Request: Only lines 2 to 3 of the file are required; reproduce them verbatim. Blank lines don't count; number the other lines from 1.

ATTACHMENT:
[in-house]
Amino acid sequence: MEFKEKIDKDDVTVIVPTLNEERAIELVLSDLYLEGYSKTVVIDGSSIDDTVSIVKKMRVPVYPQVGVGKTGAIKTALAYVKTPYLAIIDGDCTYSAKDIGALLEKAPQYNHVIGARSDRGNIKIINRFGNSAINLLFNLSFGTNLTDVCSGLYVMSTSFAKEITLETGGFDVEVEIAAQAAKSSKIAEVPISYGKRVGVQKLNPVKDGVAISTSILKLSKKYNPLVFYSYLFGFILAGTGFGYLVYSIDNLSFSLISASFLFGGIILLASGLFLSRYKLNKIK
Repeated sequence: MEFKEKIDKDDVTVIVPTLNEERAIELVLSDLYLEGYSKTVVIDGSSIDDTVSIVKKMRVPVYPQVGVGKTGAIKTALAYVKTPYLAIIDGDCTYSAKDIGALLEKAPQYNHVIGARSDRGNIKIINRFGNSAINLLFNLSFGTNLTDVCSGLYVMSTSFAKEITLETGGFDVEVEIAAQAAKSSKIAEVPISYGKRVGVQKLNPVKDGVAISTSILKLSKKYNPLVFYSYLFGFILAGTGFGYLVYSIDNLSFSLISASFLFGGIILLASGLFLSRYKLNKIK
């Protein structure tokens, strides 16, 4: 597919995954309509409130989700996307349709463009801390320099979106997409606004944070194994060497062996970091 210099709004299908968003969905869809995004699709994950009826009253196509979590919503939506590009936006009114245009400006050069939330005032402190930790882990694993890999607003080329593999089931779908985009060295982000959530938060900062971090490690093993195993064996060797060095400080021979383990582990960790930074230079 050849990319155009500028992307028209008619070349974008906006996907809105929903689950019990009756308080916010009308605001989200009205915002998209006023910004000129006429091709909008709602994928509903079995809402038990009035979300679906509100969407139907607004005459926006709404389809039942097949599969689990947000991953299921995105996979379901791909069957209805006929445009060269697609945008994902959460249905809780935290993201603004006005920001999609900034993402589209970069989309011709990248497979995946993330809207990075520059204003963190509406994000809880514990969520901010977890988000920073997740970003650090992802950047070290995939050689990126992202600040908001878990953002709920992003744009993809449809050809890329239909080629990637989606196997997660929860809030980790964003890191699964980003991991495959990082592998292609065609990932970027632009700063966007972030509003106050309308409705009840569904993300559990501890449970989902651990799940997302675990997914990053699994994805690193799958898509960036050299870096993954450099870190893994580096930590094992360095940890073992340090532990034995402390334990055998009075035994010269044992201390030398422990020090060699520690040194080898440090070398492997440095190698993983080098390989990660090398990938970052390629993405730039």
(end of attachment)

Amino acid sequence: MEFKEKIDKDDVTVIVPTLNEERAIELVLSDLYLEGYSKTVVIDGSSIDDTVSIVKKMRVPVYPQVGVGKTGAIKTALAYVKTPYLAIIDGDCTYSAKDIGALLEKAPQYNHVIGARSDRGNIKIINRFGNSAINLLFNLSFGTNLTDVCSGLYVMSTSFAKEITLETGGFDVEVEIAAQAAKSSKIAEVPISYGKRVGVQKLNPVKDGVAISTSILKLSKKYNPLVFYSYLFGFILAGTGFGYLVYSIDNLSFSLISASFLFGGIILLASGLFLSRYKLNKIK
Repeated sequence: MEFKEKIDKDDVTVIVPTLNEERAIELVLSDLYLEGYSKTVVIDGSSIDDTVSIVKKMRVPVYPQVGVGKTGAIKTALAYVKTPYLAIIDGDCTYSAKDIGALLEKAPQYNHVIGARSDRGNIKIINRFGNSAINLLFNLSFGTNLTDVCSGLYVMSTSFAKEITLETGGFDVEVEIAAQAAKSSKIAEVPISYGKRVGVQKLNPVKDGVAISTSILKLSKKYNPLVFYSYLFGFILAGTGFGYLVYSIDNLSFSLISASFLFGGIILLASGLFLSRYKLNKIK